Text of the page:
As the fall 2019 semester approaches, NC State is prepping to welcome an estimated 4,750 new students to campus. Enrollment at NC State has been gradually increasing in the last 10 years, calling for an increase in resources, infrastructure and consideration for the growing number of students now calling NC state home.
According to Louis Hunt, senior vice provost for enrollment management and services, NC State has been managing enrollment rates carefully during the last 10 years to avoid a repeat of 2007, when the number of students admitted was just shy of 4,800 students. Hunt said that the class size that year was simply unmanageable.
“Over about the last 10 years, starting with the strategic plan around 2011, we actually deliberately dropped the freshman class size,” Hunt said. “[Enrollment] had climbed very rapidly, from about 3,600 to almost 4,800 in just five or six years.”
Hunt explained that in 2007, NC State lacked the resources to manage the spike in enrollment. The class size target was then dropped to 4,250 in order to allow State to catch up.
“We want very slow and predictable growth, pretty small growth over time, because what we have learned over quite a long period of time is that it takes a while for the academic infrastructure to adjust, so you don’t want really abrupt changes in enrollment,” Hunt said.
Hunt said that by dropping the target for incoming first-year students, the university observed higher graduation rates, generally, and more students graduating in four years than before. Due to this, NC State increased their target in 2016 to 4,750 new first-year students, and it has been working well.
“We are pretty much exactly where we want to be, and it’s something we have been managing carefully for quite a long time,” Hunt said. “We have been surprised that our plan has worked as well as it has.”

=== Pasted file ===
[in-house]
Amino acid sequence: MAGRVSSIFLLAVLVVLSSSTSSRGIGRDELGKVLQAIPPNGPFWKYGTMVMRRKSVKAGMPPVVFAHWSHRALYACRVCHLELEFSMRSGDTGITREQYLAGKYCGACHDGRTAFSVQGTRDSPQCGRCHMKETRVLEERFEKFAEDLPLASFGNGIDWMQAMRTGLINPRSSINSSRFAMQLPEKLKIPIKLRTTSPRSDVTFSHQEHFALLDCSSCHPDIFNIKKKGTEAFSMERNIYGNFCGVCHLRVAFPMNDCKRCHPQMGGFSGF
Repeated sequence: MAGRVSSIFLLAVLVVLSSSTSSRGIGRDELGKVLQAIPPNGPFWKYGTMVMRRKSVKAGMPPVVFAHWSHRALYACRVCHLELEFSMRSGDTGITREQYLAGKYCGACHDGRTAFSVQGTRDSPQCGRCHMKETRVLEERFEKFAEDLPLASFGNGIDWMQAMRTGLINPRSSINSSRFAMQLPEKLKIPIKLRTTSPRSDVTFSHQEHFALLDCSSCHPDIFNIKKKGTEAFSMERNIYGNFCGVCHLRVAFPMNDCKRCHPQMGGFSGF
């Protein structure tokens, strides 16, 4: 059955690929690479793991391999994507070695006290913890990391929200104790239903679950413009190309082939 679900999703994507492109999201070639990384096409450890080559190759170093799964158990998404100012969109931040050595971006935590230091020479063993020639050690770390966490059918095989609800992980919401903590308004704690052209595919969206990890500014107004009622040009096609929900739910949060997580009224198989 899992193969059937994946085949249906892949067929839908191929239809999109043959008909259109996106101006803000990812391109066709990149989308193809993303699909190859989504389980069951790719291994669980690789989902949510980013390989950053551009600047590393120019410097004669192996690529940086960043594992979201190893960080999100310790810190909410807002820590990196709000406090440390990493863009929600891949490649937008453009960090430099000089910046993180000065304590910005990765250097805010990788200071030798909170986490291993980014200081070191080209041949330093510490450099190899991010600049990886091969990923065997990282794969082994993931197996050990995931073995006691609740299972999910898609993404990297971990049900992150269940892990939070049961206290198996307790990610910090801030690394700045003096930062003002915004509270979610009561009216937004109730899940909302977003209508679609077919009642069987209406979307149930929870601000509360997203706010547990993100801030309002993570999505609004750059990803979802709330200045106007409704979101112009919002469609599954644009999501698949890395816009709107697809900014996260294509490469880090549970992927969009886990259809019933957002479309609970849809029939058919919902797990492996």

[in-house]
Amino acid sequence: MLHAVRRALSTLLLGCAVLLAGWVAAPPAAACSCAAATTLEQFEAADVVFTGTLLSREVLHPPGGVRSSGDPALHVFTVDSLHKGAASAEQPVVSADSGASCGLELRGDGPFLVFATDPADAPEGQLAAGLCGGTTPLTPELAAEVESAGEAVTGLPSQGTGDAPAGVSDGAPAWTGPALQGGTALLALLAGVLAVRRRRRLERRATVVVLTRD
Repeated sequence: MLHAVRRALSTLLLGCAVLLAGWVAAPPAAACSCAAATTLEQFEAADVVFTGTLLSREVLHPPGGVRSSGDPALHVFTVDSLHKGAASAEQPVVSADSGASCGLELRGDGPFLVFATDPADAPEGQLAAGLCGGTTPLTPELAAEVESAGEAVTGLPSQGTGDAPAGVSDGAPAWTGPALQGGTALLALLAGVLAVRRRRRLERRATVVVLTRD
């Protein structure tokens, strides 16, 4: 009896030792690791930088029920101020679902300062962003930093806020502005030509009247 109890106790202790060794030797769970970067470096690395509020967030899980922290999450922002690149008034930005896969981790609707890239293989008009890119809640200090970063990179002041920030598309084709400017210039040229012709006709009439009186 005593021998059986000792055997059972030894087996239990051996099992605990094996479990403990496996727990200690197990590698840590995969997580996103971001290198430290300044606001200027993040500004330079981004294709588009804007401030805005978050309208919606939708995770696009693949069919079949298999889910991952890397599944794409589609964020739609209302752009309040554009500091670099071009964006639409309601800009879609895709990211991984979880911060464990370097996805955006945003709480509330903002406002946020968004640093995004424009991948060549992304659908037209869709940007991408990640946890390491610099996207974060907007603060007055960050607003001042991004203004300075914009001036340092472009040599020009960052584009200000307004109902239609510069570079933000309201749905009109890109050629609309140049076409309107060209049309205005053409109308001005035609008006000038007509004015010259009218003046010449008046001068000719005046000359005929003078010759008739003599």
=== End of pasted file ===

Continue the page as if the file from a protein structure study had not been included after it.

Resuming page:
NC State has changed dramatically in order to facilitate growth, as explained by Mike Mullen, vice chancellor and dean for the Division of Academic and Student Affairs.
“The biggest changes we have had to make is how we think about residence halls and how we accommodate our freshman,” Mullen said.
The university implemented its first-year live-on requirement in 2017, which ended up placing a strain on University Housing’s ability to provide residence to the incoming class, according to Mullen. In order to accommodate everyone, three floors of the University Towers apartments were rented out by NC State.
“For this coming fall we will have those three floors [again],” Mullen said. “This year we actually saved 5,000 spaces for incoming freshmen, but we hope we don't have to use all 5,000.”
Mullen explained that more beds are reserved than they estimate to fill because of the nature of first-year housing. The number of incoming first-years may fluctuate to be greater than the estimated 4,750 due to the enrollment process.